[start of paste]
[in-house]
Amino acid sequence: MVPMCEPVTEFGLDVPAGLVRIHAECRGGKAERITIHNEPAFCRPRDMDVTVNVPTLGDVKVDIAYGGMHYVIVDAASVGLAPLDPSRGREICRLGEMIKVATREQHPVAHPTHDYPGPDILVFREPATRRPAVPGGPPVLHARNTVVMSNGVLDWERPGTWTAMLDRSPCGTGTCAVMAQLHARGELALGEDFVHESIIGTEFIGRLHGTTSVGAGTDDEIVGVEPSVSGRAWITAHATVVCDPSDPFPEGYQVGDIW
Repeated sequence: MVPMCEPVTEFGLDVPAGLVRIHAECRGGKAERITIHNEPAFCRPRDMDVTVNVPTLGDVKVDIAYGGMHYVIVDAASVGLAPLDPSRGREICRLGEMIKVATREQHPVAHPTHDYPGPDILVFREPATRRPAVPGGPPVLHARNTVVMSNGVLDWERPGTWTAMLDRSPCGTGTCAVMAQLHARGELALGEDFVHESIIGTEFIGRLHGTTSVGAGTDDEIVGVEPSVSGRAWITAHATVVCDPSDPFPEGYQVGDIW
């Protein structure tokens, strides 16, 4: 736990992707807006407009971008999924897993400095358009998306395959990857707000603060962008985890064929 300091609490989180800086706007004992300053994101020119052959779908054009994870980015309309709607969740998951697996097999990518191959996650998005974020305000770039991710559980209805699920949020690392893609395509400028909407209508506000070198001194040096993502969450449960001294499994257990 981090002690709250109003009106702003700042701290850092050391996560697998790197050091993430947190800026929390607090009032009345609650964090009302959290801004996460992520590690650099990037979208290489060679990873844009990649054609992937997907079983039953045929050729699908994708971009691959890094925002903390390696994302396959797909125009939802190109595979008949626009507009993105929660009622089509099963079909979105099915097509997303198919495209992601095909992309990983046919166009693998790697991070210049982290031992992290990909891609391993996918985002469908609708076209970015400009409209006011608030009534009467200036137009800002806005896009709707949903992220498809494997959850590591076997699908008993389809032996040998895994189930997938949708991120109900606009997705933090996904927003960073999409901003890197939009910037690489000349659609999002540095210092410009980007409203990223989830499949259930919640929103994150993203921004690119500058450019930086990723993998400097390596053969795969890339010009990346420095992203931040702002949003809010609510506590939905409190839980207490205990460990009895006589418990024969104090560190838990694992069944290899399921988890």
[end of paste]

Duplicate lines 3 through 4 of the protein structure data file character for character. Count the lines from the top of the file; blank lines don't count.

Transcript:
Repeated sequence: MVPMCEPVTEFGLDVPAGLVRIHAECRGGKAERITIHNEPAFCRPRDMDVTVNVPTLGDVKVDIAYGGMHYVIVDAASVGLAPLDPSRGREICRLGEMIKVATREQHPVAHPTHDYPGPDILVFREPATRRPAVPGGPPVLHARNTVVMSNGVLDWERPGTWTAMLDRSPCGTGTCAVMAQLHARGELALGEDFVHESIIGTEFIGRLHGTTSVGAGTDDEIVGVEPSVSGRAWITAHATVVCDPSDPFPEGYQVGDIW
């Protein structure tokens, strides 16, 4: 736990992707807006407009971008999924897993400095358009998306395959990857707000603060962008985890064929 300091609490989180800086706007004992300053994101020119052959779908054009994870980015309309709607969740998951697996097999990518191959996650998005974020305000770039991710559980209805699920949020690392893609395509400028909407209508506000070198001194040096993502969450449960001294499994257990 981090002690709250109003009106702003700042701290850092050391996560697998790197050091993430947190800026929390607090009032009345609650964090009302959290801004996460992520590690650099990037979208290489060679990873844009990649054609992937997907079983039953045929050729699908994708971009691959890094925002903390390696994302396959797909125009939802190109595979008949626009507009993105929660009622089509099963079909979105099915097509997303198919495209992601095909992309990983046919166009693998790697991070210049982290031992992290990909891609391993996918985002469908609708076209970015400009409209006011608030009534009467200036137009800002806005896009709707949903992220498809494997959850590591076997699908008993389809032996040998895994189930997938949708991120109900606009997705933090996904927003960073999409901003890197939009910037690489000349659609999002540095210092410009980007409203990223989830499949259930919640929103994150993203921004690119500058450019930086990723993998400097390596053969795969890339010009990346420095992203931040702002949003809010609510506590939905409190839980207490205990460990009895006589418990024969104090560190838990694992069944290899399921988890």